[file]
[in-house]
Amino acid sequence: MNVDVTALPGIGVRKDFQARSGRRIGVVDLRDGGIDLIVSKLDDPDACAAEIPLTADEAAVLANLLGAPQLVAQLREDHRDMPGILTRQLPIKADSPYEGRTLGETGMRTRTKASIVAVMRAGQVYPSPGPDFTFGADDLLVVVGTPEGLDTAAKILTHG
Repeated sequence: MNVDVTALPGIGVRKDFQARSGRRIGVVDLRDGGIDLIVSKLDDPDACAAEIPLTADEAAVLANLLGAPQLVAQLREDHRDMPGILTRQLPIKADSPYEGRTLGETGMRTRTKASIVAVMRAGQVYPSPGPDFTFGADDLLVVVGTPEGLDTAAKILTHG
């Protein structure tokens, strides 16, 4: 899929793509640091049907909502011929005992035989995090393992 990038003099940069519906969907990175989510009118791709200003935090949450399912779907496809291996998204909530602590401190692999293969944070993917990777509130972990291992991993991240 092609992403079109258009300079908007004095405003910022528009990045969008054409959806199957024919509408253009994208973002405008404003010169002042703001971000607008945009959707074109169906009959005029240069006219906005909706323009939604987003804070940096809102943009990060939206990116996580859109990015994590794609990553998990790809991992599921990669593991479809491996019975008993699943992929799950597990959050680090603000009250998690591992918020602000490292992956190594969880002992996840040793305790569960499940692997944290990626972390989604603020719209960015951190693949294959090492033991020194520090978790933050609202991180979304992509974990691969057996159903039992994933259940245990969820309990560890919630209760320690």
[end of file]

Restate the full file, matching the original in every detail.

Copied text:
[in-house]
Amino acid sequence: MNVDVTALPGIGVRKDFQARSGRRIGVVDLRDGGIDLIVSKLDDPDACAAEIPLTADEAAVLANLLGAPQLVAQLREDHRDMPGILTRQLPIKADSPYEGRTLGETGMRTRTKASIVAVMRAGQVYPSPGPDFTFGADDLLVVVGTPEGLDTAAKILTHG
Repeated sequence: MNVDVTALPGIGVRKDFQARSGRRIGVVDLRDGGIDLIVSKLDDPDACAAEIPLTADEAAVLANLLGAPQLVAQLREDHRDMPGILTRQLPIKADSPYEGRTLGETGMRTRTKASIVAVMRAGQVYPSPGPDFTFGADDLLVVVGTPEGLDTAAKILTHG
């Protein structure tokens, strides 16, 4: 899929793509640091049907909502011929005992035989995090393992 990038003099940069519906969907990175989510009118791709200003935090949450399912779907496809291996998204909530602590401190692999293969944070993917990777509130972990291992991993991240 092609992403079109258009300079908007004095405003910022528009990045969008054409959806199957024919509408253009994208973002405008404003010169002042703001971000607008945009959707074109169906009959005029240069006219906005909706323009939604987003804070940096809102943009990060939206990116996580859109990015994590794609990553998990790809991992599921990669593991479809491996019975008993699943992929799950597990959050680090603000009250998690591992918020602000490292992956190594969880002992996840040793305790569960499940692997944290990626972390989604603020719209960015951190693949294959090492033991020194520090978790933050609202991180979304992509974990691969057996159903039992994933259940245990969820309990560890919630209760320690």